Though the hearing of the Ayodhya-Babri Masjid case is politically sensational with the undercurrents of religious sentiments, it is essentially a title dispute by two groups over 2.77 hectares of land in Faizabad district(now Ayodhya district) in UP.
The Constitution Bench of CJI Ranjan Gogoi, Justices S A Bobde, D Y Chandrachud, Ashok Bhushan and Abdul Nazeer is hearing first appeals from a preliminary decree of partition passed by the Allahabad High Court on September 30, 2010 in four civil suits. The suits were :
- A 1950 suit filed by a devotee against the attachment of the disputed site by Magistrate after idols were placed in the mosque in December 1949, claiming right to worship.
- A 1959 suit filed by 'Nirmohi Akhara' who claimed to be the custodian of the property, seeking complete possession of the property.
- A 1961 suit filed by Sunni Waqf Board seeking declaration of rights and possession over the property.
- A 1989 suit filed on behalf of the deity and the birth place claiming title over the property.
A detailed account of the four suits may be read here.
The background of the dispute is summarized by the Supreme Court in the 1994 Ismail Farooqi case as follows :
"Ayodhya situated in the north of India is a township in District Faizabad of Uttar Pradesh. It has long been a place of holy pilgrimage because of its mention in the epic Ramayana as the place of birth of Sri Ram. The structure commonly known as Ram Janma Bhoomi¬Babri Masjid was erected as a mosque by one Mir Baqi in Ayodhya in 1528 AD. It is claimed by some sections that it was built at the site believed to be the birthspot of Sri Ram where a temple had stood earlier. This resulted in a long¬standing dispute.
The controversy entered a new phase with the placing of idols in the disputed structure in December 1949. The premises were attached under Section 145 of the Code of Criminal Procedure. Civil suits were filed shortly thereafter. Interim orders in these civil suits 4 restrained the parties from removing the idols or interfering with their worship. In effect, therefore, from December 1949 till 6¬12¬1992 the structure had not been used as a mosque."
The suits were decided by a three judge bench of Justices Sibghat Ullah Khan, Sudhir Agarwal and Justice Dharam Veer Sharma.
By 2:1 majority, the HC ruled that the 2.77 acres of Ayodhya land be divided into 3 parts, with 1/3 going to the deity for the construction of the Ram temple, 1/3 going to the Muslim Waqf Board and the remaining 1/3 going to Nirmohi Akhara.
The majority of Justices Khan and Agarwal held that the spot where idols were placed beneath the central dome of the damaged Babri Masjid should be allotted to the deity for the construction of temple.
In his dissenting judgment, Justice Sharma categorically stated that "the disputed site is the birthplace of Lord Ram" and held that Hindus had exclusive rights over the entire disputed site of 2.77 acres.
Certain key points of the HC judgment are discussed below:
Who was given possession of the land?
As per the majority judgment, none of the parties could establish title by way of documentary evidence.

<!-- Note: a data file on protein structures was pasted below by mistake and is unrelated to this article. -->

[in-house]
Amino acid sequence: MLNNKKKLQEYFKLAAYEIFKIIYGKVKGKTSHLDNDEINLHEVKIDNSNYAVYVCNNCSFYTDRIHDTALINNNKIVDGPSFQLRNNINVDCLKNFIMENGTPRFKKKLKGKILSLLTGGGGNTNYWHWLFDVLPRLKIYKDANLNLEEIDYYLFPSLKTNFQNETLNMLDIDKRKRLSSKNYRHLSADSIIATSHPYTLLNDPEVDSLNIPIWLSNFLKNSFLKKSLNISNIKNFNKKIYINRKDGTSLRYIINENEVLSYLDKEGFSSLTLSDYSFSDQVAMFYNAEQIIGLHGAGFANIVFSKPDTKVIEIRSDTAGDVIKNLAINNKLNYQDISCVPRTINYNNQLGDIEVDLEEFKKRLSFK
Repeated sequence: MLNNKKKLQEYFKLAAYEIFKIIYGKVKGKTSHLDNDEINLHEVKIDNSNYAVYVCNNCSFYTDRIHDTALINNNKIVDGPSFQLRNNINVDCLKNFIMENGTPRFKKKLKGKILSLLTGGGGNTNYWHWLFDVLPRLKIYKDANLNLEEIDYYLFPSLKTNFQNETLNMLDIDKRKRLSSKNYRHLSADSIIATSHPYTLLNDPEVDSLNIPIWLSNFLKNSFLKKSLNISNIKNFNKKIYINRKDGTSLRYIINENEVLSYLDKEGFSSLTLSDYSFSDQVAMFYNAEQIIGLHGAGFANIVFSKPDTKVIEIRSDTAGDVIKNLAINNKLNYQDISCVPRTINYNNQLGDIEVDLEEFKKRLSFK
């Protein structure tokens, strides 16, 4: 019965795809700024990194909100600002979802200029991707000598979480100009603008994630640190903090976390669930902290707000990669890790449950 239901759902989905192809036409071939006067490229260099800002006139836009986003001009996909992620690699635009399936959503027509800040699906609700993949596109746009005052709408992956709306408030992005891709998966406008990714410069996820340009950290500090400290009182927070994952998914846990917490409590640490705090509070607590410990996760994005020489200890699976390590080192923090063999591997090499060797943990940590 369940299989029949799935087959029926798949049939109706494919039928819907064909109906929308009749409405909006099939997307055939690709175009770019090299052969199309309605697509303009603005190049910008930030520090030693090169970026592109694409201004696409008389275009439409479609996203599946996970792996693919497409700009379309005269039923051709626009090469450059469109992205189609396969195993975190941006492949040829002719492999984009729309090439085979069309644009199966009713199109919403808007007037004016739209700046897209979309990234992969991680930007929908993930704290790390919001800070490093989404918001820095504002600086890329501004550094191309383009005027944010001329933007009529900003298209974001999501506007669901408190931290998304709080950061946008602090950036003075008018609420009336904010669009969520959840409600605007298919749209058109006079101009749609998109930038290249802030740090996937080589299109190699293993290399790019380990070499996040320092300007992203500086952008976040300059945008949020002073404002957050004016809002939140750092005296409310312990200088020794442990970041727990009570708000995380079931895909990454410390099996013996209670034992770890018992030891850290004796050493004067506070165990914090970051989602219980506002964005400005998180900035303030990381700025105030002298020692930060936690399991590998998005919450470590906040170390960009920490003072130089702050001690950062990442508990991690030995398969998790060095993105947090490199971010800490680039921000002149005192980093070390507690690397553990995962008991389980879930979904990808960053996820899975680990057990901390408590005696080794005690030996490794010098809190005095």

Justice Khan observed that since none of the parties could establish the commencement of title, possession should be taken into account to determine the issue. The rule 'possession follows title' and the presumption under Section 110 of the Indian Evidence was applied.
"Muslims have not been able to prove that the land belonged to Babar under whose orders the mosque was constructed. Similarly Hindus have not been able to prove that there was any existing temple at the place where the mosque was constructed after demolishing the temple. It has also not been proved by the Hindus that the specific small portion i.e. premises in dispute of 1500 square yards was treated, believed and worshipped as birth-place of Lord Ram before construction of mosque. In such situation when both the parties have failed to prove initial title, (commencement of title) it is possession and possession alone which decides the question of title in accordance with Section 110, Evidence Act", Justice Khan observed.
Based on historical accounts, it was inferred that both the groups had access to the properties and were using it at least from 1850 onwards. Muslims and Hindus were using and occupying different portions of the premises and both continued to be in joint possession of the entire premises in dispute without formal partition.
Justice Khan held that both the parties were entitled to be declared as joint title holders in possession of the entire premises in dispute and a preliminary decree to that effect was passed with the condition that at the time of actual partition by meets and bounds at the stage of preparation of final decree, the portion beneath the central dome, where the idols were kept will be allotted to the share of the Hindus.
Justice Agarwal declared that the area covered by the central dome of the mosque is the place of birth of Lord Rama as per the "faith and belief of Hindus" and should be allotted to the plaintiffs in the 1989 suit.
Muslims and "Nirmohi Akhara", who claimed to be the custodians of the temple, were given 1/3rd share each.
In his dissenting judgment, Justice Sharma held that the entire dispute area was the birthplace of Lord Ram and that it was not possible to narrow down the spot to a specific location such as the place where idols kept in 1949.
"The Religious right of Hindus to worship Rama Lala at the Janmasthan became concretised before the Constitution came into being and the same requires to be protected.
It is established that the property in the suit is the site of Janmabhoomi of Ram Chandra Ji and Hindus have been worshipping the place in dispute as Janmasthan and visiting it as a sacred place of pilgrimage as of right since time immemorial ", Justice Sharma said.
"Place of birth is a juristic person and is a deity. It is personified as a spirit of divine worshipped as Lord Rama as a child.
Spirit of divine ever remains present everywhere at all times for anyone to invoke at any shape or form in accordance with his own aspirations and it can be shapeless and formless also", Justice Sharma added in his judgment, which rested mainly on the faith of the people and circumstantial evidence.